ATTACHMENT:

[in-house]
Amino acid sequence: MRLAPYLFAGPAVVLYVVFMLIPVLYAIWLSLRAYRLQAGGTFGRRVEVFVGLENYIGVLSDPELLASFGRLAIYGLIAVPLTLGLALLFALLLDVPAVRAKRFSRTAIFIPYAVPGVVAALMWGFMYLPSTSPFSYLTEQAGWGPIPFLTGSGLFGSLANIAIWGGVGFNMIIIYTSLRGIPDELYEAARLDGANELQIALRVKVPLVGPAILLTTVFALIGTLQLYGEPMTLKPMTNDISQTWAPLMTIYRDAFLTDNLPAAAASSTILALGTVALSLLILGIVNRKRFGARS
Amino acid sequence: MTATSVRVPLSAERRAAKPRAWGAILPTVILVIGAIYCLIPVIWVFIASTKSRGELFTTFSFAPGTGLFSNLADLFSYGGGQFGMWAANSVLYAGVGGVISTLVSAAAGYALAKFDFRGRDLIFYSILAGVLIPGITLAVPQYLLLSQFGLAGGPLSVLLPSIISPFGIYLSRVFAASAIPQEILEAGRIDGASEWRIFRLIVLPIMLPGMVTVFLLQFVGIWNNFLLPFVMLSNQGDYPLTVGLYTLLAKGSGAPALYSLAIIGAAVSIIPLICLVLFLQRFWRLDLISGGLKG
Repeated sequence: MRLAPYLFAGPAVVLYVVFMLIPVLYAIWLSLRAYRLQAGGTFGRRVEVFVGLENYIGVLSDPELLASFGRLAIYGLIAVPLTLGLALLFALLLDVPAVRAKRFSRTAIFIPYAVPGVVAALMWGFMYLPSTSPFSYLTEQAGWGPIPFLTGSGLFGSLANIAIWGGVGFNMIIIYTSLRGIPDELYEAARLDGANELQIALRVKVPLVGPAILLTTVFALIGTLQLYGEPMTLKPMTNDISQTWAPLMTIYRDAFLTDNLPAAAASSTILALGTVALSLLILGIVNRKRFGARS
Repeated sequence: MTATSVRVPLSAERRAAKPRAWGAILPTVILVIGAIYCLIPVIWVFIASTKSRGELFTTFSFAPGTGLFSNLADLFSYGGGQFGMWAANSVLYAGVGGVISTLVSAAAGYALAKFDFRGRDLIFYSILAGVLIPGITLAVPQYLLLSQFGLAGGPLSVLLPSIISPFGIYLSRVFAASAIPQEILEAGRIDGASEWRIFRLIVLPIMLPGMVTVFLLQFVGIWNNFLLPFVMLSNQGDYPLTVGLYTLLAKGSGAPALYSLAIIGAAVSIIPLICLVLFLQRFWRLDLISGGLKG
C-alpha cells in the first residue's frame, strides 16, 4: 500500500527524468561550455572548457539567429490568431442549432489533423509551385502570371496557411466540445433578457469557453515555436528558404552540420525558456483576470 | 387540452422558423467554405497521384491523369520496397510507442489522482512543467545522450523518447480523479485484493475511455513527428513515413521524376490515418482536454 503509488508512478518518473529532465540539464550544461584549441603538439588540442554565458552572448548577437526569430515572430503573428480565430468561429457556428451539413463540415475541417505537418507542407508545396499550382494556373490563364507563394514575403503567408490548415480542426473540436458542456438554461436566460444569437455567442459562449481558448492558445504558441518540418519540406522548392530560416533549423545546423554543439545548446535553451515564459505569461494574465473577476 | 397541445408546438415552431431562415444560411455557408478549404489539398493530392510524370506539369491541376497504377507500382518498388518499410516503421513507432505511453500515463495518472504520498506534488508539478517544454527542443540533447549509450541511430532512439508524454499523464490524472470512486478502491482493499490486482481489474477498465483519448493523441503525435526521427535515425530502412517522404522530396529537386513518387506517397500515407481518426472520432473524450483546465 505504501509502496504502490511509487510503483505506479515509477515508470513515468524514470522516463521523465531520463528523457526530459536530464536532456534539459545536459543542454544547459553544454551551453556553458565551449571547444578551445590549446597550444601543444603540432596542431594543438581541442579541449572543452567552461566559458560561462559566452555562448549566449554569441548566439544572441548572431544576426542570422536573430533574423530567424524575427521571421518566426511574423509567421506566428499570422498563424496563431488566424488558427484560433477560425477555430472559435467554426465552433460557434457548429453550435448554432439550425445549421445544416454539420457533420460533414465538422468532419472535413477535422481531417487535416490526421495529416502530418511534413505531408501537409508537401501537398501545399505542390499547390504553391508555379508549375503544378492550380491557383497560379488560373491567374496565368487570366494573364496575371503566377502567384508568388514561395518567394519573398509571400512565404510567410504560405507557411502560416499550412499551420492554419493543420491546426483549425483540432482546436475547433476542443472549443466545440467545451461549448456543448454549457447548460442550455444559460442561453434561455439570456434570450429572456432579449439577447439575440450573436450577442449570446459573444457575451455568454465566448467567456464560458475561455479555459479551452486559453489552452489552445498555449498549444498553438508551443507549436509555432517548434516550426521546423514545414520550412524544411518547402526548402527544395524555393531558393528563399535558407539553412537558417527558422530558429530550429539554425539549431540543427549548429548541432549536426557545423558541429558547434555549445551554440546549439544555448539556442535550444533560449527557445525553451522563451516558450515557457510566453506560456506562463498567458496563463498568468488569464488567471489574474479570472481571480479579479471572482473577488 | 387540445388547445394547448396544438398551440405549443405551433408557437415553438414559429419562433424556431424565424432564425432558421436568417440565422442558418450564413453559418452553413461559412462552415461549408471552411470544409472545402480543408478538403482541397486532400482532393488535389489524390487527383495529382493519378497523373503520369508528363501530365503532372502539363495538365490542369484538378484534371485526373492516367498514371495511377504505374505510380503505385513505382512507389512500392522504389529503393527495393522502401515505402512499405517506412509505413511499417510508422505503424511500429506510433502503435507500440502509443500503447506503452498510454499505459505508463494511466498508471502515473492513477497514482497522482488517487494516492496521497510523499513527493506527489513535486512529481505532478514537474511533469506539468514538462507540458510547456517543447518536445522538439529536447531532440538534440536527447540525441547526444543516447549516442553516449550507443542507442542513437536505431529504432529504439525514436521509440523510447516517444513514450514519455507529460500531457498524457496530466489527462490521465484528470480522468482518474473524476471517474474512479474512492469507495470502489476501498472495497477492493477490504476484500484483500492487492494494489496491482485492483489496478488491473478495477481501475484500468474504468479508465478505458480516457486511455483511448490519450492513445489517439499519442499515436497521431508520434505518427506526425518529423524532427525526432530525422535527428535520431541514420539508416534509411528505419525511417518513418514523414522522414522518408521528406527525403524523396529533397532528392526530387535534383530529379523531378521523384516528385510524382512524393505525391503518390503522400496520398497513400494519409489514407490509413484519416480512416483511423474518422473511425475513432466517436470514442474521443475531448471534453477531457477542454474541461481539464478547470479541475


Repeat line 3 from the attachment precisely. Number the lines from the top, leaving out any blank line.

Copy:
Amino acid sequence: MTATSVRVPLSAERRAAKPRAWGAILPTVILVIGAIYCLIPVIWVFIASTKSRGELFTTFSFAPGTGLFSNLADLFSYGGGQFGMWAANSVLYAGVGGVISTLVSAAAGYALAKFDFRGRDLIFYSILAGVLIPGITLAVPQYLLLSQFGLAGGPLSVLLPSIISPFGIYLSRVFAASAIPQEILEAGRIDGASEWRIFRLIVLPIMLPGMVTVFLLQFVGIWNNFLLPFVMLSNQGDYPLTVGLYTLLAKGSGAPALYSLAIIGAAVSIIPLICLVLFLQRFWRLDLISGGLKG